Organ recipients to share their stories at service

Toowoomba Hospital's clinical nurse consultant for organ and tissue donation Liz Hill with this year's Donate Life Service of Remembrance guest speakers Roy Petzke and Justine Bruggeman.
Toowoomba Hospital's clinical nurse consultant for organ and tissue donation Liz Hill with this year's Donate Life Service of Remembrance guest speakers Roy Petzke and Justine Bruggeman. Photo Contributed

THE similarities between Toowoomba mother Justine Bruggemann and Inglewood farmer Roy Petzke are not immediately obvious.

However, both individuals share a similar story of survival and sacrifice.

In 2000, Mr Petzke was the recipient of a heart transplant, and 15 years later Mrs Bruggeman received a liver transplant.

They now share a common ground that only organ and tissue recipients can understand.

Both Mr Petzke and Mrs Bruggeman will share their unique but similar stories at an upcoming Donate Life Service of Remembrance next Thursday June 2.

The annual event is a chance to reflect upon the act of organ and tissue donation and how this gift affects those who receive these donations.

The service is also a chance to acknowledge the previous year's organ and/or tissue donors and their families.

Mr Petzke has been attending the annual service for many years, but this year he looks forward to sharing his story and publically saying "thank you".

"I was told I had little to no chance of survival without a transplant and I was given less than a month to live," Mr Petzke said.

Faced with such short-time frames, remarkably Mr Petzke got the call-up within two weeks.

He was then flown to Prince Charles Hospital via Goondiwindi Hospital to receive his new heart.

"I remember looking out over the countryside and telling myself to take it all in," he said.

"I wasn't sure that I would see that sight again."

For Mr Petzke, his heart transplant was more than just lifesaving, it was life altering.

"Because my heart was so enlarged, my lungs didn't have enough room to expand. But once the pressure on my airways went away after the transplant, I was breathing better than ever."

With his new found breath, Mr Petzke took up sports with gusto and went onto compete at the National and World Transplant Games collecting 20 medals across badminton, squash and tennis.

It also means he has been able to return to work on the farm and with the local Inglewood rural fire service.

"None of this would have been possible without my new heart," he said.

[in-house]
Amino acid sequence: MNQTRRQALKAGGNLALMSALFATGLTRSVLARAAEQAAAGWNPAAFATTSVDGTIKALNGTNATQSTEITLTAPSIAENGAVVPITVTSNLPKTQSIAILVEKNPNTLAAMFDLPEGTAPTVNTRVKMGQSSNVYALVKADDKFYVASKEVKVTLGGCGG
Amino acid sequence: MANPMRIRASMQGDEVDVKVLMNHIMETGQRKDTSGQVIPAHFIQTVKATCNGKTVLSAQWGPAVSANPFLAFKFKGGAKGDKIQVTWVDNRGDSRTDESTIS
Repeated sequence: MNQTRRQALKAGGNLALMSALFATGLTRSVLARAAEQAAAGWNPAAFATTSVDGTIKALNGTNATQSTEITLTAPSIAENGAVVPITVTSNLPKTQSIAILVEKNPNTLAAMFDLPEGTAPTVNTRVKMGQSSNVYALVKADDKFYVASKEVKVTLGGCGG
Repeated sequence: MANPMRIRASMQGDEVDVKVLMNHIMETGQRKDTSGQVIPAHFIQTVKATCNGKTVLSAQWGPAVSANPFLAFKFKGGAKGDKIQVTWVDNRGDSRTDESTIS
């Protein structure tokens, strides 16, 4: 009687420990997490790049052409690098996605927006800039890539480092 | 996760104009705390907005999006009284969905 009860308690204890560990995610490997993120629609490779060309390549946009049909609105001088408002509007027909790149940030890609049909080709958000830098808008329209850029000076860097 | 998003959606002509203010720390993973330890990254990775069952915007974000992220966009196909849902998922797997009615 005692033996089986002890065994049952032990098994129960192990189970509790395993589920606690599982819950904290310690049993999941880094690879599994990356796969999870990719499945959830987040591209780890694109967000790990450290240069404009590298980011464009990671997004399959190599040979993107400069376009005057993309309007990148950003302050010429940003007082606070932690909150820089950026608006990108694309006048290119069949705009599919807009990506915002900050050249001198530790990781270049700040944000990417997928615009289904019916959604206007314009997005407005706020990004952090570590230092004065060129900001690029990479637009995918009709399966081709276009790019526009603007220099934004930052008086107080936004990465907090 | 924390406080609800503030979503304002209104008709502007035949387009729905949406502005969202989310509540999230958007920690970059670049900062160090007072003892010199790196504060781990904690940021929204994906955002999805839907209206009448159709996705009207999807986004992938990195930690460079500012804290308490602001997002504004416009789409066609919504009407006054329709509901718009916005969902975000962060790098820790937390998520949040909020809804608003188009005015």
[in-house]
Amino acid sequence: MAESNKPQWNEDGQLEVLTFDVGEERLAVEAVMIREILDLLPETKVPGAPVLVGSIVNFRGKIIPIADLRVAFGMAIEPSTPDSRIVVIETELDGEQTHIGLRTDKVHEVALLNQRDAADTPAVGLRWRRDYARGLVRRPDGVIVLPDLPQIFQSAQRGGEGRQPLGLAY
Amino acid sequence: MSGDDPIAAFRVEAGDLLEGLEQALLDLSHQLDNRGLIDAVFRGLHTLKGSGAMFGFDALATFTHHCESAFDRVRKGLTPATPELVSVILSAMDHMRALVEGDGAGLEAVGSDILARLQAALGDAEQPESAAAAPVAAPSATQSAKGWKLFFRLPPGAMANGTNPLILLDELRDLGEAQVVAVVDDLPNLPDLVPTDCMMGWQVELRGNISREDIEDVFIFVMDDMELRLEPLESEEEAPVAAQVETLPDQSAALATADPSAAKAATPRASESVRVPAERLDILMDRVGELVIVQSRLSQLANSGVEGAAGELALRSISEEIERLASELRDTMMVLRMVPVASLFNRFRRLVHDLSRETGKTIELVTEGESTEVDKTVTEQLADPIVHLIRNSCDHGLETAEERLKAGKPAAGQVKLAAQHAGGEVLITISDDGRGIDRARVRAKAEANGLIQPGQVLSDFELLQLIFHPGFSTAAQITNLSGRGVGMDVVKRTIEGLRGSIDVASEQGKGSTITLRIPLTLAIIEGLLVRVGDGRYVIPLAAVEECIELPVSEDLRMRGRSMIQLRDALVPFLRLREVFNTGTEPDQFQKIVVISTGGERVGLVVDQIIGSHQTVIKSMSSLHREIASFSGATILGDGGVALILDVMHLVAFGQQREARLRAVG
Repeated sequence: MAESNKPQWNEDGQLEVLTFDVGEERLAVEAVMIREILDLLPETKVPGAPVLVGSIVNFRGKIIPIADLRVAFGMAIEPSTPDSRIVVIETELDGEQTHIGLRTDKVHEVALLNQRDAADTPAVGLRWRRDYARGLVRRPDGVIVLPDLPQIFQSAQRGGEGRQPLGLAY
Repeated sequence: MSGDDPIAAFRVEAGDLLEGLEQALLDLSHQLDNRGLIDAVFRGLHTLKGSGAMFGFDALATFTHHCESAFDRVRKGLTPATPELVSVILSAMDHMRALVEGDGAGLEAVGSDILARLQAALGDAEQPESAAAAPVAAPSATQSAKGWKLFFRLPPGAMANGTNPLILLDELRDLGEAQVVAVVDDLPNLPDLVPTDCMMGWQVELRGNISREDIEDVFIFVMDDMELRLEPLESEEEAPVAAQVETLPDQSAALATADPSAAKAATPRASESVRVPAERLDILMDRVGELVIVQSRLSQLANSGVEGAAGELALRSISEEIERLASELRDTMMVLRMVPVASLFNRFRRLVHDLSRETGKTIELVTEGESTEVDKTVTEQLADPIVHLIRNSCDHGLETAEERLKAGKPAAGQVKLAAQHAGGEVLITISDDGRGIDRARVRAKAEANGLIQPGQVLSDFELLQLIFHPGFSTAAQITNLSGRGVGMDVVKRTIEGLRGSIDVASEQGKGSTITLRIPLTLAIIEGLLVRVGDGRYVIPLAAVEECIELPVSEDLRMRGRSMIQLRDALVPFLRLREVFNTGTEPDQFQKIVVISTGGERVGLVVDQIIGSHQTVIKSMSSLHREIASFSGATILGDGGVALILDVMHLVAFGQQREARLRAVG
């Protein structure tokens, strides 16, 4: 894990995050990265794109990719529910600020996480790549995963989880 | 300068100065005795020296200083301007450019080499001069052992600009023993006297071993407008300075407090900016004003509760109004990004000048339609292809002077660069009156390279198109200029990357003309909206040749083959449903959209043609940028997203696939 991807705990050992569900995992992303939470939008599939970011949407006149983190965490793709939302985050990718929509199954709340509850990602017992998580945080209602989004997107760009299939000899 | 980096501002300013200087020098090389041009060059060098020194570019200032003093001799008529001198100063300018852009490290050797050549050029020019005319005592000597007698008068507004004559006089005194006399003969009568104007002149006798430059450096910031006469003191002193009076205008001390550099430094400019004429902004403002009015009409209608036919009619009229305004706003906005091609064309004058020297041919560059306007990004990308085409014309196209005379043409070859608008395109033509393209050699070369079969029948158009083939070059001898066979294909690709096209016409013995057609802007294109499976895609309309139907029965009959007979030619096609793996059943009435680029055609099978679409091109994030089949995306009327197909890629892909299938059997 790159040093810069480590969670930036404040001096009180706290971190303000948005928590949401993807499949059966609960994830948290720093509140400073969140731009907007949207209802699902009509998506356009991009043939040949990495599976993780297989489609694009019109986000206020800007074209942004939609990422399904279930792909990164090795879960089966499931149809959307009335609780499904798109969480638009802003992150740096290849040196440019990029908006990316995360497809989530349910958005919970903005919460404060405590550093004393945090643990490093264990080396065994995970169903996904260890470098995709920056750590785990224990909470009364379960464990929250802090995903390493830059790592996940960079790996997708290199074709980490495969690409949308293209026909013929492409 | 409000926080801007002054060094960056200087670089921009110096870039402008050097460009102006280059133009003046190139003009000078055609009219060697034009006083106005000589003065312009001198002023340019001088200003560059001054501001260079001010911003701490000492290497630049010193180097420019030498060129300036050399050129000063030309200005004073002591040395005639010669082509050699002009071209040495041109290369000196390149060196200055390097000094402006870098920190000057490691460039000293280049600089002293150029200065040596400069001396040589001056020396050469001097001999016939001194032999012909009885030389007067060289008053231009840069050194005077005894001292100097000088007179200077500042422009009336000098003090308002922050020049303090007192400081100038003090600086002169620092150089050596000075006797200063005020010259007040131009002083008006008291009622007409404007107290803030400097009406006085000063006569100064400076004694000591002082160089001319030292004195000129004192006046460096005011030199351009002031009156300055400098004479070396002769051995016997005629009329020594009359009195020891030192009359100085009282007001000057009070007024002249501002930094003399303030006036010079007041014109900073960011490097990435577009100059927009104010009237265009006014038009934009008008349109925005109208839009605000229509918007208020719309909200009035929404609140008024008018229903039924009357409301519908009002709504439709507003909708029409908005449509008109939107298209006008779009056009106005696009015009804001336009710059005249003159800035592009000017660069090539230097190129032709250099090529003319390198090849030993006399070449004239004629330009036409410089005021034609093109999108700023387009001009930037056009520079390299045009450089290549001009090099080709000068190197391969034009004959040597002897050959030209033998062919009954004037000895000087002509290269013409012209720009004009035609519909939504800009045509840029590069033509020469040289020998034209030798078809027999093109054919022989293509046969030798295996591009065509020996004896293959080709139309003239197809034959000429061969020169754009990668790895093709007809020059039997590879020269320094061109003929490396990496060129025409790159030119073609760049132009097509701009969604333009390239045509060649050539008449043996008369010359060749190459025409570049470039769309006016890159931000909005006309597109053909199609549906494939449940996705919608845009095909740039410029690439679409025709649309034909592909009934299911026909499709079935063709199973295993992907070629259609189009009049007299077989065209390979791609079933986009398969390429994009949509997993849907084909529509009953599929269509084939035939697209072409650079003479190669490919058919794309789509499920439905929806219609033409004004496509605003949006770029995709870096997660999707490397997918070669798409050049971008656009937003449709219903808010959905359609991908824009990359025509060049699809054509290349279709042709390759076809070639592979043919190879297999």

"It's taught me not to take anything for granted."   It's a sentiment he shares with fellow recipient Mrs Bruggeman and her family.

For 17 years, Mrs Bruggeman had lived with the autoimmune condition, primary biliary cirrhosis, commonly known as PBC.

Mrs Bruggeman's nursing workmates were none the wiser that she was dealing with daily fatigue, nausea, arthritis and the commonly referred to 'fuzzy head' - all caused by a failing liver.

With her condition worsening, Mrs Bruggeman was placed on the list for a liver transplant.

It was an agonising 18 month wait until she received her phone call with news that a matching donor liver was available.

"It's only when I look back now, do I realise how unwell I was," she said.

"Not a lot of people knew, but now I get people telling me how healthy I look.

"I'm in a good place now and by speaking at the Service of Remembrance, it's one way that I can say thank you."  

Many Donate Life Services of Remembrance are held across the nation each year, with the Toowoomba event coordinated by Toowoomba Hospital's clinical nurse consultant for organ and tissue donation, Liz Hill.

She said the annual service was not only a chance to reflect and be thankful, but also a chance for local organ/tissue recipients and donor families to catch up each year.

"Anyone who has a connection to organ and/or tissue donation is more than welcome to attend," Ms Hill said.  

"That includes people who have received a life-saving transplant or people whose family members have donated their tissues and/or organs."

The Donate Life Service of Remembrance will be held at St Vincent's Hospital Chapel, Scott Street, Toowoomba, on Thursday June 2 from 6.30pm.

The short service will be followed by a light supper in the hospital cafeteria.  

Alongside Mrs Bruggeman and Mr Petzke, Toowoomba resident Shelley Myatt, who lost her husband and daughter in a tragic car crash in 2012, will also speak at the service.

Ms Myatt's husband was an organ donor and his donation went on to help the lives of five individuals.

For more information about the service contact Liz Hill on 4616 5139 during business hours.    

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